Get smart fast vol. 10

Historian David Labaree explains the roots of a strange paradox in education: Progressive pedagogy finds refuge America’s colleges of education. But those same teacher colleges train educators to inhabit a system dominated by an industrial model of schooling progressive pedagogues despise.

How did that come to be?

It was not a marriage of the strong but a wedding of the weak. Both were losers in their respective arenas: child-centered progressivism lost out in the struggle for control of American schools, and the education school lost out in the struggle for respect in American higher education. They needed each other, with one looking for a safe haven and the other looking for a righteous mission. As a result, education schools came to have a rhetorical commitment to progressivism that is so wide that, within these institutions, it is largely beyond challenge. At the same time, however, this progressive vision never came to dominate the practice of teaching and learning in schools—or even to reach deeply into the practice of teacher educators and researchers within education schools themselves.

Why it matters: Two common critiques of education schools might seem incompatible: Education reformers’ complaint that they train educators to tend to the status quo rather than change it, and conservatives’ critique that education schools are enthralled by progressive pedagogy. Both can be true at once.

Why are teachers unhappy?

An illuminating new study of teacher dissatisfaction:

We then looked at how dissatisfied each teacher was with their jobs using a standard measure of teacher job dissatisfaction (Lee, Dedrick, & Smith, 1991). We noticed that highly dissatisfied teachers were the ones who gained the most satisfaction from making a difference in students’ lives, having aha moments, and seeing their students’ growth (Figure 3). While these differences were not large, they do suggest that teacher dissatisfaction is not always about being disconnected from students. Instead, it comes from the conflict of wanting to do more for them.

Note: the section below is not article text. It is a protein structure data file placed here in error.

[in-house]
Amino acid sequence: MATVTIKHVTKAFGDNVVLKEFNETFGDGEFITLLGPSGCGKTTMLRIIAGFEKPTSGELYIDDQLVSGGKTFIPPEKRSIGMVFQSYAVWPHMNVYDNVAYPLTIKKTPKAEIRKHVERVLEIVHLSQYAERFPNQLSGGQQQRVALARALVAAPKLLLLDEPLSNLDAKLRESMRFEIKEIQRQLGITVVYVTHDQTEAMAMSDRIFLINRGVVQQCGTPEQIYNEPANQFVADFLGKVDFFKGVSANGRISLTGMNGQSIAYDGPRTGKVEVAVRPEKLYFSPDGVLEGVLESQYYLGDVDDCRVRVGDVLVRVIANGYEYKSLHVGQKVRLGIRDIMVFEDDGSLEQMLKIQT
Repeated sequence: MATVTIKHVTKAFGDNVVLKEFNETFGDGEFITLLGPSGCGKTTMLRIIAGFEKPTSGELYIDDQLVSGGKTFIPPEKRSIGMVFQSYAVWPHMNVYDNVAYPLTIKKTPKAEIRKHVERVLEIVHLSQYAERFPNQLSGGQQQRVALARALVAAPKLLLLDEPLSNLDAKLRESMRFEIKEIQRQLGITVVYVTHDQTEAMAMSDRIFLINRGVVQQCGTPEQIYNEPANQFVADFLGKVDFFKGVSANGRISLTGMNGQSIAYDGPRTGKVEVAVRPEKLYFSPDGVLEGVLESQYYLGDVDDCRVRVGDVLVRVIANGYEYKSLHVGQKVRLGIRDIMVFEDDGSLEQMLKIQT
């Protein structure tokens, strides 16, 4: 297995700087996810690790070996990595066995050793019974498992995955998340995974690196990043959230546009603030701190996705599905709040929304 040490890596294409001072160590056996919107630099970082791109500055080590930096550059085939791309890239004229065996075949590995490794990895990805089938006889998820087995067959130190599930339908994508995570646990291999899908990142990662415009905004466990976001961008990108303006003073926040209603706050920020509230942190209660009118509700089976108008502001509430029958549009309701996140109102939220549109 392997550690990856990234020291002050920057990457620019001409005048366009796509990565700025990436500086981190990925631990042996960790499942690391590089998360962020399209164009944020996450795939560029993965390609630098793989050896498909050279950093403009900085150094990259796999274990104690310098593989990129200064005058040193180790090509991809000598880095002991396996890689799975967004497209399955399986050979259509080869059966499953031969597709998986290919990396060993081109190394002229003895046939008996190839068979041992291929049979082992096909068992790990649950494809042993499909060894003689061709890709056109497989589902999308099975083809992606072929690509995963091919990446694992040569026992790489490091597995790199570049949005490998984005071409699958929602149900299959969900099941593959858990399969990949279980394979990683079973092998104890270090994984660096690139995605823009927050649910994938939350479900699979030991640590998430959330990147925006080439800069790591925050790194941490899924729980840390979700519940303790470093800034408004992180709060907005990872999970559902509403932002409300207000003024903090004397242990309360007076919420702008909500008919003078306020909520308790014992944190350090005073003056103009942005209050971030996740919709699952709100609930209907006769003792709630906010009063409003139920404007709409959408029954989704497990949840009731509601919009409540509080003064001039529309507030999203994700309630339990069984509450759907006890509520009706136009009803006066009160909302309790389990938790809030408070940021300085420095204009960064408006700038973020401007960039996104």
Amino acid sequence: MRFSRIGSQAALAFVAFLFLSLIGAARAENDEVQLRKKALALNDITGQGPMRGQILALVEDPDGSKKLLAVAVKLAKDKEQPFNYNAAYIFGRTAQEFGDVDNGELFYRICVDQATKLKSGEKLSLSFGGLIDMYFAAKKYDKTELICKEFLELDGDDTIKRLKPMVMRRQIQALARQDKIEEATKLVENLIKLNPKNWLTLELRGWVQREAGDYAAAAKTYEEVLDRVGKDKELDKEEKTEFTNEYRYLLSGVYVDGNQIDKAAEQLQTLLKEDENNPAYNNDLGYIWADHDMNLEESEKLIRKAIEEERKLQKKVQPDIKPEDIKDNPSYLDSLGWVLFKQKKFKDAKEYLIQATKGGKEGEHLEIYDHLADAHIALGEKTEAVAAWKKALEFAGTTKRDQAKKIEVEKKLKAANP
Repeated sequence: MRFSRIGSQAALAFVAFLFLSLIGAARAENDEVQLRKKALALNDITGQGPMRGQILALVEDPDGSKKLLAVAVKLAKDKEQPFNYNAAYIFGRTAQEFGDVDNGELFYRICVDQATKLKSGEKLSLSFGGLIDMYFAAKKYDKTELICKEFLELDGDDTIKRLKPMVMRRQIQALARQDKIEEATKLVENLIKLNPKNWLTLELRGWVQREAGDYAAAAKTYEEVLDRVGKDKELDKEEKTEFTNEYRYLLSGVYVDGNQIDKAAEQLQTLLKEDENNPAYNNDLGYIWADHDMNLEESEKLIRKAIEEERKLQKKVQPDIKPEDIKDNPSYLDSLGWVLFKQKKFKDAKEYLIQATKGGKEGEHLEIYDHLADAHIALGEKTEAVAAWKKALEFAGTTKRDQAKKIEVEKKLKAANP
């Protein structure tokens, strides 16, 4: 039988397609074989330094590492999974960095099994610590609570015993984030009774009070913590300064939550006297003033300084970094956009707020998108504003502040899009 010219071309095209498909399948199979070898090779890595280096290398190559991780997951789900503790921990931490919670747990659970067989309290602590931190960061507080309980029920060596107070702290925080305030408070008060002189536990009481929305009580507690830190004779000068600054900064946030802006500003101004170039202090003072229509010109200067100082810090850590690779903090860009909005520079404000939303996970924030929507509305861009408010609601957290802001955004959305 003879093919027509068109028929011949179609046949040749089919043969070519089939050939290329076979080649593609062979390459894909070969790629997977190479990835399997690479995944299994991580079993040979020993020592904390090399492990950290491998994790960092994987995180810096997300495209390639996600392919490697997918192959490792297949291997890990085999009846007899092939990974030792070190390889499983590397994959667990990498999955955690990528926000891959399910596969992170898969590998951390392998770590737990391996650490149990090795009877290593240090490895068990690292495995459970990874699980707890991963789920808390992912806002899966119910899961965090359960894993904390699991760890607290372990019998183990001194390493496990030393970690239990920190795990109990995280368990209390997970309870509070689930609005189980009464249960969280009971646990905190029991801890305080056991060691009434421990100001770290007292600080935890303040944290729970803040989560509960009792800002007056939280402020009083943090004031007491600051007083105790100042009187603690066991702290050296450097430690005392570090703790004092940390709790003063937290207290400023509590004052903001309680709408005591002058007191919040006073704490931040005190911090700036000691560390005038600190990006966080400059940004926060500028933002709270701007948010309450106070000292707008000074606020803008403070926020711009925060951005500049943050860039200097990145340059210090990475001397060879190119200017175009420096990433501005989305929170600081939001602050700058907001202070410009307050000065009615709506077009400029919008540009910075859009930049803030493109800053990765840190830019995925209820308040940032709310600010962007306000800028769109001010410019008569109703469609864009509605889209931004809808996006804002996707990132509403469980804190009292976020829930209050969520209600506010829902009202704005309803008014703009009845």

Why it matters: The unhappiest teachers are the ones who want to do more for their students but feel the system is holding them back. Who will help them break free from that system?

Numbers to Know

67: Percentage of Gen Z survey respondents who feel like they have a bright future ahead of them.

44: Percentage who feel prepared for that future.

18.9: Percent increase that a student will graduate college if they attend both a middle and a high school operated by the KIPP charter school network.

News of note

A bipartisan coalition is out with a call for a new reform agenda in public education.

Published within a month of each other: A new edition of a peer-reviewed paper arguing money matters in education, and a dissection and critique of that work by conservative researchers.

Earlier headlines suggested test scores weren’t great at LeBron James’s highly touted iPromise Academy. Data on student learning growth aren’t much more encouraging.


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BY Travis Pillow

Travis Pillow is Director of Thought Leadership at Step Up For Students and editor of NextSteps. He lives in Sanford, Fla. with his wife and two children. A former Tallahassee statehouse reporter, he most recently worked at the Center on Reinventing Public Education, a research organization at Arizona State University, where he studied community-led learning innovation and school systems' responses to the Covid-19 pandemic. He can be reached at tpillow (at) sufs.org.